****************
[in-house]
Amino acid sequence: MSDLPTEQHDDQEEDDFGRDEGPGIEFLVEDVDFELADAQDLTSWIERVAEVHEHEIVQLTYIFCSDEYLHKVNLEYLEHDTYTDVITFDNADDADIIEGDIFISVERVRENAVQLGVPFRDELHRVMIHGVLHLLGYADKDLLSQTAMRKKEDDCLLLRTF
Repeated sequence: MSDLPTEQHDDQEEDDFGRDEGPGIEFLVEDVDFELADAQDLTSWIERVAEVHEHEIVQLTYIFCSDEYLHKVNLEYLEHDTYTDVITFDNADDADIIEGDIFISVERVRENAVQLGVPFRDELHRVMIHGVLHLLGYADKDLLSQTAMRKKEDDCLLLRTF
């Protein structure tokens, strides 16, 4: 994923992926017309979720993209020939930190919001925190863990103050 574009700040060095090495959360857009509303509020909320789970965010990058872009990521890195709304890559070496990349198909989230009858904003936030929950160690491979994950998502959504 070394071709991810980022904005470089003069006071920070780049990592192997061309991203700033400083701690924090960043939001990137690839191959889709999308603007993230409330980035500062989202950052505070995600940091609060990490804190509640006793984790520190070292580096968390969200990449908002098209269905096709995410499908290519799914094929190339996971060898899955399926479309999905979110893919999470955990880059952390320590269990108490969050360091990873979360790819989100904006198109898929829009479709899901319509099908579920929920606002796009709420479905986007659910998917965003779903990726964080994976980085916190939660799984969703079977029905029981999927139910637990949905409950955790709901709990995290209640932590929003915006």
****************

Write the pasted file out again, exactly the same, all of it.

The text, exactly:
[in-house]
Amino acid sequence: MSDLPTEQHDDQEEDDFGRDEGPGIEFLVEDVDFELADAQDLTSWIERVAEVHEHEIVQLTYIFCSDEYLHKVNLEYLEHDTYTDVITFDNADDADIIEGDIFISVERVRENAVQLGVPFRDELHRVMIHGVLHLLGYADKDLLSQTAMRKKEDDCLLLRTF
Repeated sequence: MSDLPTEQHDDQEEDDFGRDEGPGIEFLVEDVDFELADAQDLTSWIERVAEVHEHEIVQLTYIFCSDEYLHKVNLEYLEHDTYTDVITFDNADDADIIEGDIFISVERVRENAVQLGVPFRDELHRVMIHGVLHLLGYADKDLLSQTAMRKKEDDCLLLRTF
């Protein structure tokens, strides 16, 4: 994923992926017309979720993209020939930190919001925190863990103050 574009700040060095090495959360857009509303509020909320789970965010990058872009990521890195709304890559070496990349198909989230009858904003936030929950160690491979994950998502959504 070394071709991810980022904005470089003069006071920070780049990592192997061309991203700033400083701690924090960043939001990137690839191959889709999308603007993230409330980035500062989202950052505070995600940091609060990490804190509640006793984790520190070292580096968390969200990449908002098209269905096709995410499908290519799914094929190339996971060898899955399926479309999905979110893919999470955990880059952390320590269990108490969050360091990873979360790819989100904006198109898929829009479709899901319509099908579920929920606002796009709420479905986007659910998917965003779903990726964080994976980085916190939660799984969703079977029905029981999927139910637990949905409950955790709901709990995290209640932590929003915006």